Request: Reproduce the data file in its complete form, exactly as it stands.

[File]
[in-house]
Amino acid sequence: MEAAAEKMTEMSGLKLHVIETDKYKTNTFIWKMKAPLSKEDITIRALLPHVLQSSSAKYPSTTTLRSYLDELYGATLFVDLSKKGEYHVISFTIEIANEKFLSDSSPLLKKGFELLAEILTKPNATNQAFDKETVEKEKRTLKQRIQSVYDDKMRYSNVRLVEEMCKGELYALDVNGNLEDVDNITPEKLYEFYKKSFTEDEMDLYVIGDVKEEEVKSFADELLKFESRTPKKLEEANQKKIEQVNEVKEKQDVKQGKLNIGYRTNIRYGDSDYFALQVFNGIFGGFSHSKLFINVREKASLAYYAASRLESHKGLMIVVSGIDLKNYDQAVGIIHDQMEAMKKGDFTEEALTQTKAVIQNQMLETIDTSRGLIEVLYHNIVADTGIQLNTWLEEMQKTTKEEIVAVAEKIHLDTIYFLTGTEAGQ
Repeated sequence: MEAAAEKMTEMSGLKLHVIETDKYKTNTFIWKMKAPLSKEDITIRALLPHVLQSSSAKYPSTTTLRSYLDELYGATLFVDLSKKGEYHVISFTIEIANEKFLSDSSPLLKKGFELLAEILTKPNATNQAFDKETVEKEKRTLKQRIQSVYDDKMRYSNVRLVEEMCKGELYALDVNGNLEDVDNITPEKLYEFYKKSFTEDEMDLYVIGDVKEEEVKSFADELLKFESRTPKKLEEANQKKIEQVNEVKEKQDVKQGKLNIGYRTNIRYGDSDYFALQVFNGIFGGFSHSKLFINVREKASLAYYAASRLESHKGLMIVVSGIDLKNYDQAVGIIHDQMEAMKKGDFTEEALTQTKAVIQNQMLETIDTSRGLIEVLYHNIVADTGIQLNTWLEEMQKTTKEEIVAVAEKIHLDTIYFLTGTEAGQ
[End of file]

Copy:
[in-house]
Amino acid sequence: MEAAAEKMTEMSGLKLHVIETDKYKTNTFIWKMKAPLSKEDITIRALLPHVLQSSSAKYPSTTTLRSYLDELYGATLFVDLSKKGEYHVISFTIEIANEKFLSDSSPLLKKGFELLAEILTKPNATNQAFDKETVEKEKRTLKQRIQSVYDDKMRYSNVRLVEEMCKGELYALDVNGNLEDVDNITPEKLYEFYKKSFTEDEMDLYVIGDVKEEEVKSFADELLKFESRTPKKLEEANQKKIEQVNEVKEKQDVKQGKLNIGYRTNIRYGDSDYFALQVFNGIFGGFSHSKLFINVREKASLAYYAASRLESHKGLMIVVSGIDLKNYDQAVGIIHDQMEAMKKGDFTEEALTQTKAVIQNQMLETIDTSRGLIEVLYHNIVADTGIQLNTWLEEMQKTTKEEIVAVAEKIHLDTIYFLTGTEAGQ
Repeated sequence: MEAAAEKMTEMSGLKLHVIETDKYKTNTFIWKMKAPLSKEDITIRALLPHVLQSSSAKYPSTTTLRSYLDELYGATLFVDLSKKGEYHVISFTIEIANEKFLSDSSPLLKKGFELLAEILTKPNATNQAFDKETVEKEKRTLKQRIQSVYDDKMRYSNVRLVEEMCKGELYALDVNGNLEDVDNITPEKLYEFYKKSFTEDEMDLYVIGDVKEEEVKSFADELLKFESRTPKKLEEANQKKIEQVNEVKEKQDVKQGKLNIGYRTNIRYGDSDYFALQVFNGIFGGFSHSKLFINVREKASLAYYAASRLESHKGLMIVVSGIDLKNYDQAVGIIHDQMEAMKKGDFTEEALTQTKAVIQNQMLETIDTSRGLIEVLYHNIVADTGIQLNTWLEEMQKTTKEEIVAVAEKIHLDTIYFLTGTEAGQ